Because the casualty numbers of our War for Independence seem small compared to later wars, because our Founding Fathers were of such an incredible character, and because we have been more than reconciled to our foes in that war, we often think that it was clean, neat, and handled properly according the rules of civility and warfare.  In short, we were right and the British were wrong.  I do favor the Patriots in that war over the British and the Loyalists.  I cannot escape and don’t want to escape being an American.  But history is a complicated matter.  The simple math of history that is taught in junior high, high school, and maybe even lower levels of college is blown away by the calculus and trigonometry of math that is encounted with more serious study.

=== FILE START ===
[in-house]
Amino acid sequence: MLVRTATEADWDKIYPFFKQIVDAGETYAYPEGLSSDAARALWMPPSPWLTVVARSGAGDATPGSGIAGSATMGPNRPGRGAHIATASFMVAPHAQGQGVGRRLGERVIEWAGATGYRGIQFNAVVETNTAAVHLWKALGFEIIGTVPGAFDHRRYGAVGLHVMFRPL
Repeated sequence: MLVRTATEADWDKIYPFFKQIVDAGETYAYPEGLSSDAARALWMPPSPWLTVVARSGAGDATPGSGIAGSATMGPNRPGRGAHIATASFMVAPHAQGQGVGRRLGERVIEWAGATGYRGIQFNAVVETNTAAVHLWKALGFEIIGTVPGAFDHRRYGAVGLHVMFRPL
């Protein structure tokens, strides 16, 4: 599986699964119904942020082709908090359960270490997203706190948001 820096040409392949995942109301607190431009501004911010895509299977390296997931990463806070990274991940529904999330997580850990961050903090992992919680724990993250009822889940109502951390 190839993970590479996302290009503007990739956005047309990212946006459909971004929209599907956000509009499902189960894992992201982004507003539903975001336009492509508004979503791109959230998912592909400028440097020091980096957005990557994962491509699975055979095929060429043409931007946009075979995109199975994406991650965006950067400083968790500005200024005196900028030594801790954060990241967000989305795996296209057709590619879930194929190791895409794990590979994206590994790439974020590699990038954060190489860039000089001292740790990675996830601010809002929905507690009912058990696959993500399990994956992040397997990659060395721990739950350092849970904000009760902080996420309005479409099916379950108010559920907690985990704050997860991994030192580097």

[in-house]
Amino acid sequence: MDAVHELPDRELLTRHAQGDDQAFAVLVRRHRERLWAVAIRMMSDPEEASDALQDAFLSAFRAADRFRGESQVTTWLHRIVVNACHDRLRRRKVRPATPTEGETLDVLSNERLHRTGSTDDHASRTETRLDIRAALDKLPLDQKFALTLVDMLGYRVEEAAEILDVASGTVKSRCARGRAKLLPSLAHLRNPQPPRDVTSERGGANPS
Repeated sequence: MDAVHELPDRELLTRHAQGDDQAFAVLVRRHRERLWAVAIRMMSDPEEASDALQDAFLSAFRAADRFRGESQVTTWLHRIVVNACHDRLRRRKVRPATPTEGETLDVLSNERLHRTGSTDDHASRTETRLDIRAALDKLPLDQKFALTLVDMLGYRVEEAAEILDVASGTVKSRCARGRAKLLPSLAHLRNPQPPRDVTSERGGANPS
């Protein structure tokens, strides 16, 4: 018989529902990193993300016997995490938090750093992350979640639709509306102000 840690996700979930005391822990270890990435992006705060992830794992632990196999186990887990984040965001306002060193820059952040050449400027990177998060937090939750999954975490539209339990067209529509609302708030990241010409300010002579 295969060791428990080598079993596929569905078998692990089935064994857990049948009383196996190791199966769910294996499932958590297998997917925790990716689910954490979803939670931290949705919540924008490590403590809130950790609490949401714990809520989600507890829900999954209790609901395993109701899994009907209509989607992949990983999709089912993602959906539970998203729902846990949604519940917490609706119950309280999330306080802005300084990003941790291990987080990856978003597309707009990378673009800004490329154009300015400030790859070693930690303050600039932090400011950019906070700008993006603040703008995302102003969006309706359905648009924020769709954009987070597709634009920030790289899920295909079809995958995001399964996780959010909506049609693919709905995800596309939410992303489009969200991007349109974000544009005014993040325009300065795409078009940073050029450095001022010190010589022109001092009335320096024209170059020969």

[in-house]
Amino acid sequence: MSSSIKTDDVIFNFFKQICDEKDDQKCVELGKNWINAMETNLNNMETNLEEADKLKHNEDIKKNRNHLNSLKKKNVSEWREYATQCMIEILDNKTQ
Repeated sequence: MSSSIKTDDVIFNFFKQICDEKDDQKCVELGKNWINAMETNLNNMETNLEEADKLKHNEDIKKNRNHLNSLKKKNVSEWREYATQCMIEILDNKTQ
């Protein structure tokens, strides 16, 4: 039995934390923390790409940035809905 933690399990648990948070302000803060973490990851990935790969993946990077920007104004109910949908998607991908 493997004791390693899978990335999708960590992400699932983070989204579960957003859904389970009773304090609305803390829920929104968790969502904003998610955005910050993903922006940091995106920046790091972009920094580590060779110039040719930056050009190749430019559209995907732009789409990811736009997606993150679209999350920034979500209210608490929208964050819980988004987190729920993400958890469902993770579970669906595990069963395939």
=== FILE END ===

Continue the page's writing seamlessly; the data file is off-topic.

All of that is to say that this book is quite important for us and our time.  As a history teacher, it will not change the direction that I teach with, but it will modify my approach and bring in some caution.  History teaching has consequences.